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Train long, train hard


The story is as old as fitness itself. At the beginning, you were motivated, excited and couldn’t wait to get that next workout done. But, after a few weeks, it’s a different story; your training mat is your worst enemy and your unused sports bottle glares at you accusingly from the kitchen cupboard. The body you see in the mirror is no longer something you’re proud of, but something to be concealed beneath layers of clothing. Sound familiar? Read on to discover how following the training principle of repetition and permanence could change your attitude to training, and lead to the transformations you thought impossible.

Ambitious expectations, the temptation to fall into bad habits and a loss of discipline can all too often lead to the abandonment of a training program altogether. So, how to conquer this? The training principle of repetition and permanence refers to how the physiological and psychological transformations you’re aiming for are only achievable when you train frequently and for a long period of time. If you want results, it shouldn’t be a choice between training regularly and training permanently; the two are not mutually exclusive. Training hard every day for a week then not at all for the rest of the month, for instance, has the same effect as training regularly just once a month. In short, changes only come with long term effort. But what, specifically, are these changes? And how long before they become apparent? Training expert, Timo Kirchenberger, has the answers:

Metabolic changes: These occur within 2-3 weeks. Stiffness and sore muscles become less likely as frequent training forces your body to adapt and become more adept at recovering.

Physiological changes: Within 4-6 weeks, close friends and family might start to notice a change in your physique. After a couple more weeks, even casual acquaintances might begin to notice a change in your physicality.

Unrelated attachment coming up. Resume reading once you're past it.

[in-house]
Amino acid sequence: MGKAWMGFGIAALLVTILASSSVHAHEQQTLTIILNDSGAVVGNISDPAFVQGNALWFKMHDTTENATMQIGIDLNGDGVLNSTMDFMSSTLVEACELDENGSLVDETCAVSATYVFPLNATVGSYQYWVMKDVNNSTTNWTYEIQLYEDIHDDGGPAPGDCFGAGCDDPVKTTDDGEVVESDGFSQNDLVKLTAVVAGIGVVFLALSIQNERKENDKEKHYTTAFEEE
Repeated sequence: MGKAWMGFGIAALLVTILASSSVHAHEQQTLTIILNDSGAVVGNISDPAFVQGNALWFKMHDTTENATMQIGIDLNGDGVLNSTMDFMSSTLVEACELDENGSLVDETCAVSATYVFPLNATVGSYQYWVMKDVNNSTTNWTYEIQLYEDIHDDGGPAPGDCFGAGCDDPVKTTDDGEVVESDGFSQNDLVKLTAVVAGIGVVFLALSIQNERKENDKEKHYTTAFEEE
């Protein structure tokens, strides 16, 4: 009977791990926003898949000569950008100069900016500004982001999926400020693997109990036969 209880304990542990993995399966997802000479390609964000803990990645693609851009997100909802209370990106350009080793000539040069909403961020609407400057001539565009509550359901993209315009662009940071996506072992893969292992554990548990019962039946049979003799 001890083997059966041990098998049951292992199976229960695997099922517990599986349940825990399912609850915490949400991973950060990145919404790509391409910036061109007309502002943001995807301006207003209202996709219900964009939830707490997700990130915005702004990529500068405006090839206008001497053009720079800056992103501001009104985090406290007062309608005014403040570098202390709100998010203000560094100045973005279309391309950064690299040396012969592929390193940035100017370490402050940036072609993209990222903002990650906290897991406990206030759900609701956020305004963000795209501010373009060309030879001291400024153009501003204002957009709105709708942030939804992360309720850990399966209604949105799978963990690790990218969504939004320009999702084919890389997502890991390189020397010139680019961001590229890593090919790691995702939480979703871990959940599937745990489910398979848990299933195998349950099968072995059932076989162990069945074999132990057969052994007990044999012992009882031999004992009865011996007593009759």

Central nervous system changes: After anything from 3 to 6 months, psychological changes will begin to take hold as new habits and routines become second nature. Skills and techniques will become automatic, allowing you to focus on performing them adeptly with speed.

So, how often should you train to optimize these changes? According to Timo, the frequency and repetition of your training depends on your individual fitness and performance levels. Professional athletes will train almost every day, but someone with a busy working and personal life will have a reduced tolerance towards difficult training. Either way, the longer you continue with good exercise habits, the greater the change and development.

How can you put this principle into practice? First, when the Coach asks you how often during the week you can train, don’t go for the maximum you think you could do, go for what is realistic. This makes it more likely that you’ll stick to your training plan in the long term and see the changes you’re looking for. Secondly, keep your workouts varied. Doing the same Gods each session? Mix it up. Not only will this exercise different muscle groups, but you’re less likely to become demotivated and give up. Finally, keep pushing yourself. Training regularly will yield no results if you don’t push yourself to your limits. As the saying goes, no pain, no gain.